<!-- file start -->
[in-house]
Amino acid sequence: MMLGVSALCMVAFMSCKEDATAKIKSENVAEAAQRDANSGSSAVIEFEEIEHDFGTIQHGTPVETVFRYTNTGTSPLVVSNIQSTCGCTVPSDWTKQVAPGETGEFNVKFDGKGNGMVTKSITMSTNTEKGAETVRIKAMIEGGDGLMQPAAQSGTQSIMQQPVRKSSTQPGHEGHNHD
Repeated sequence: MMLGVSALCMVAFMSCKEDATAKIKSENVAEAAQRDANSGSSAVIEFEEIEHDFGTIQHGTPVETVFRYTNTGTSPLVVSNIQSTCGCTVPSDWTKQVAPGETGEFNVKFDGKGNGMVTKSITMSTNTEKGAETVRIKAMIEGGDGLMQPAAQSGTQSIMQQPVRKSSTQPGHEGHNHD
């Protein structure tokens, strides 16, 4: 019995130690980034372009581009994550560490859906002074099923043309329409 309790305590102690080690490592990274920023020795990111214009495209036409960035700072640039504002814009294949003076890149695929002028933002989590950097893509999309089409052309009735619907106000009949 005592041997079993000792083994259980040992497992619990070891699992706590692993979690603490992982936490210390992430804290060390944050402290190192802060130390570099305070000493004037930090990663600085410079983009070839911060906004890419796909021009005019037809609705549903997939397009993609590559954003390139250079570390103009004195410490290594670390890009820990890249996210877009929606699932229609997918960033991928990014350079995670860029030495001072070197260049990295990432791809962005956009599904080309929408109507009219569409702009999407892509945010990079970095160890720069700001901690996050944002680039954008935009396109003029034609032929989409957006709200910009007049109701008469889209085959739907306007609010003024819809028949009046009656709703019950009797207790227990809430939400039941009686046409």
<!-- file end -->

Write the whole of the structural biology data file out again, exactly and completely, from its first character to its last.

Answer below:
[in-house]
Amino acid sequence: MMLGVSALCMVAFMSCKEDATAKIKSENVAEAAQRDANSGSSAVIEFEEIEHDFGTIQHGTPVETVFRYTNTGTSPLVVSNIQSTCGCTVPSDWTKQVAPGETGEFNVKFDGKGNGMVTKSITMSTNTEKGAETVRIKAMIEGGDGLMQPAAQSGTQSIMQQPVRKSSTQPGHEGHNHD
Repeated sequence: MMLGVSALCMVAFMSCKEDATAKIKSENVAEAAQRDANSGSSAVIEFEEIEHDFGTIQHGTPVETVFRYTNTGTSPLVVSNIQSTCGCTVPSDWTKQVAPGETGEFNVKFDGKGNGMVTKSITMSTNTEKGAETVRIKAMIEGGDGLMQPAAQSGTQSIMQQPVRKSSTQPGHEGHNHD
């Protein structure tokens, strides 16, 4: 019995130690980034372009581009994550560490859906002074099923043309329409 309790305590102690080690490592990274920023020795990111214009495209036409960035700072640039504002814009294949003076890149695929002028933002989590950097893509999309089409052309009735619907106000009949 005592041997079993000792083994259980040992497992619990070891699992706590692993979690603490992982936490210390992430804290060390944050402290190192802060130390570099305070000493004037930090990663600085410079983009070839911060906004890419796909021009005019037809609705549903997939397009993609590559954003390139250079570390103009004195410490290594670390890009820990890249996210877009929606699932229609997918960033991928990014350079995670860029030495001072070197260049990295990432791809962005956009599904080309929408109507009219569409702009999407892509945010990079970095160890720069700001901690996050944002680039954008935009396109003029034609032929989409957006709200910009007049109701008469889209085959739907306007609010003024819809028949009046009656709703019950009797207790227990809430939400039941009686046409």